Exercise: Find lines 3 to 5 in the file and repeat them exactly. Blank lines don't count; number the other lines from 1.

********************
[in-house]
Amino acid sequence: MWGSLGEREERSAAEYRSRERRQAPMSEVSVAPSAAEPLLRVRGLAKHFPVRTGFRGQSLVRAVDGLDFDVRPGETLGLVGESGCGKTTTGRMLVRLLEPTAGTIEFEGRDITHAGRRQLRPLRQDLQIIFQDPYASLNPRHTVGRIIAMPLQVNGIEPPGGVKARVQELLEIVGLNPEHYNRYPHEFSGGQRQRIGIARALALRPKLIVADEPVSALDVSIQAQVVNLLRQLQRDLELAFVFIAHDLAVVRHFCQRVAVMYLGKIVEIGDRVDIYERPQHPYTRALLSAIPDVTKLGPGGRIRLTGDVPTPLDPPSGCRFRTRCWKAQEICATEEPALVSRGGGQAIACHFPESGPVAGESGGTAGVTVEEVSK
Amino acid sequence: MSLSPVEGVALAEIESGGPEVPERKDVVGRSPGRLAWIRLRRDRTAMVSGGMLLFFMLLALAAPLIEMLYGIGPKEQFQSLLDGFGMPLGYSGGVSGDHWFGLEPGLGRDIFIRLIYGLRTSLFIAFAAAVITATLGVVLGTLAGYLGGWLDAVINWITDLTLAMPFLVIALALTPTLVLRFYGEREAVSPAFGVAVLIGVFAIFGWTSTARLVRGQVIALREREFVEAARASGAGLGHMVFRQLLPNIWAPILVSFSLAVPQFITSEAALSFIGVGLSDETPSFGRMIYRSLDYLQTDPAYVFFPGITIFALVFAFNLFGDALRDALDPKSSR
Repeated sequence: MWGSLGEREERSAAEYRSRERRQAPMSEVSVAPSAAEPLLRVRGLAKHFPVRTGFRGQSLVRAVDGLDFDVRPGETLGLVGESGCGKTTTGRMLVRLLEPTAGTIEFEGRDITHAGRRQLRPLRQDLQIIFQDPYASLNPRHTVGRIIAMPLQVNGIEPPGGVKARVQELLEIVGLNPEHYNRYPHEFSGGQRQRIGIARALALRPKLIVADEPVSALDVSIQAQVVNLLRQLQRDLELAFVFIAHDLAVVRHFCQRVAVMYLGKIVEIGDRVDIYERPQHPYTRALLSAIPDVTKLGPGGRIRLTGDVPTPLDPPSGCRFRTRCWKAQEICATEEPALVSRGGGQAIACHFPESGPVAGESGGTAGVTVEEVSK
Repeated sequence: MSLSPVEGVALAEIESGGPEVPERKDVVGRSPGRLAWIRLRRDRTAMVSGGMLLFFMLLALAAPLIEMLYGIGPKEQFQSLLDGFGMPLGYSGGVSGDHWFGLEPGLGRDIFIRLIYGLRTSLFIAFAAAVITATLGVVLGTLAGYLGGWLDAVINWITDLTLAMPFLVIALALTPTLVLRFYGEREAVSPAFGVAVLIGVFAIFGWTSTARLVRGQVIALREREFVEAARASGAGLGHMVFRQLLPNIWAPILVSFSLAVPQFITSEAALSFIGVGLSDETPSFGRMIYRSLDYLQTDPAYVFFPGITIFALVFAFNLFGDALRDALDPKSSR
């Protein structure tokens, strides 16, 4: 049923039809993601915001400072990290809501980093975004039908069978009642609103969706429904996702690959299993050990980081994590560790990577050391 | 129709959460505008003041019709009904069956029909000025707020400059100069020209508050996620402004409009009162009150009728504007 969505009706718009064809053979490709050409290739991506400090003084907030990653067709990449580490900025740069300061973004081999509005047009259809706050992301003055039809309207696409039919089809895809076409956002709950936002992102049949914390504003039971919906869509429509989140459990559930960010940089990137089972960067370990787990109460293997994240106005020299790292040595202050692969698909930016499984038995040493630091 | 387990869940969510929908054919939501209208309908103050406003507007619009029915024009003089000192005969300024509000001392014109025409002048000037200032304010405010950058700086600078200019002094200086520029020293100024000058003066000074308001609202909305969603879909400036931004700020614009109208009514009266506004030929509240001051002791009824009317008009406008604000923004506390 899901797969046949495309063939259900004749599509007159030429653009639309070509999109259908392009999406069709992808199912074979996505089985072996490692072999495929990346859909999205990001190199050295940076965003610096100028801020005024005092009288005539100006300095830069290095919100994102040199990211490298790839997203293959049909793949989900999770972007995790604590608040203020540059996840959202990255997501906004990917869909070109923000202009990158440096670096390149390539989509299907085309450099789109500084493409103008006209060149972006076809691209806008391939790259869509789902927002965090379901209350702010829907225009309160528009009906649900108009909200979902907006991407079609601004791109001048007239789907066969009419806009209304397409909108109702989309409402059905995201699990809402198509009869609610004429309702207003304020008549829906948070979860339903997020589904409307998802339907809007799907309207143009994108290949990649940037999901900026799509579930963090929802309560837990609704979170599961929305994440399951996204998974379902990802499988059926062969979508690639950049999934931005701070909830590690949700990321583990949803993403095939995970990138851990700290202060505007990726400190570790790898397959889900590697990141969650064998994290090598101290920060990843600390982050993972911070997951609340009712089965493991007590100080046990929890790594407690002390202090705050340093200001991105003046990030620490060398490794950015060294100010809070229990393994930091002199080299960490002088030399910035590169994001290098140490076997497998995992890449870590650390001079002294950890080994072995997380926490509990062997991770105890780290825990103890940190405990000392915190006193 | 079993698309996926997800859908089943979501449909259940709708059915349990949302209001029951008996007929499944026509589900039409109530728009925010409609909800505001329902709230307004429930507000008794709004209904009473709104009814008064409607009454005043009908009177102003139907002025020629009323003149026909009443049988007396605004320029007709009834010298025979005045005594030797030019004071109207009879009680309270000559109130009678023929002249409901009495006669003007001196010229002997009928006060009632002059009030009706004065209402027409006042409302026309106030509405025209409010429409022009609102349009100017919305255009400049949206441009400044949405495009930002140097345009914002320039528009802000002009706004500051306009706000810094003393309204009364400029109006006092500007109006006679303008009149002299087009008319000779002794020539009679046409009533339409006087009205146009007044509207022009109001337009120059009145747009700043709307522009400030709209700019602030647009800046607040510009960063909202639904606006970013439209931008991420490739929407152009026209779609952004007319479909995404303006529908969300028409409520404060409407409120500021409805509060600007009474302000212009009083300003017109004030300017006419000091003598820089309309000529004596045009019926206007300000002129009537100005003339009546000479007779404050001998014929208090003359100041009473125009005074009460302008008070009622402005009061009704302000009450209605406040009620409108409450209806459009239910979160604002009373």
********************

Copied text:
Amino acid sequence: MSLSPVEGVALAEIESGGPEVPERKDVVGRSPGRLAWIRLRRDRTAMVSGGMLLFFMLLALAAPLIEMLYGIGPKEQFQSLLDGFGMPLGYSGGVSGDHWFGLEPGLGRDIFIRLIYGLRTSLFIAFAAAVITATLGVVLGTLAGYLGGWLDAVINWITDLTLAMPFLVIALALTPTLVLRFYGEREAVSPAFGVAVLIGVFAIFGWTSTARLVRGQVIALREREFVEAARASGAGLGHMVFRQLLPNIWAPILVSFSLAVPQFITSEAALSFIGVGLSDETPSFGRMIYRSLDYLQTDPAYVFFPGITIFALVFAFNLFGDALRDALDPKSSR
Repeated sequence: MWGSLGEREERSAAEYRSRERRQAPMSEVSVAPSAAEPLLRVRGLAKHFPVRTGFRGQSLVRAVDGLDFDVRPGETLGLVGESGCGKTTTGRMLVRLLEPTAGTIEFEGRDITHAGRRQLRPLRQDLQIIFQDPYASLNPRHTVGRIIAMPLQVNGIEPPGGVKARVQELLEIVGLNPEHYNRYPHEFSGGQRQRIGIARALALRPKLIVADEPVSALDVSIQAQVVNLLRQLQRDLELAFVFIAHDLAVVRHFCQRVAVMYLGKIVEIGDRVDIYERPQHPYTRALLSAIPDVTKLGPGGRIRLTGDVPTPLDPPSGCRFRTRCWKAQEICATEEPALVSRGGGQAIACHFPESGPVAGESGGTAGVTVEEVSK
Repeated sequence: MSLSPVEGVALAEIESGGPEVPERKDVVGRSPGRLAWIRLRRDRTAMVSGGMLLFFMLLALAAPLIEMLYGIGPKEQFQSLLDGFGMPLGYSGGVSGDHWFGLEPGLGRDIFIRLIYGLRTSLFIAFAAAVITATLGVVLGTLAGYLGGWLDAVINWITDLTLAMPFLVIALALTPTLVLRFYGEREAVSPAFGVAVLIGVFAIFGWTSTARLVRGQVIALREREFVEAARASGAGLGHMVFRQLLPNIWAPILVSFSLAVPQFITSEAALSFIGVGLSDETPSFGRMIYRSLDYLQTDPAYVFFPGITIFALVFAFNLFGDALRDALDPKSSR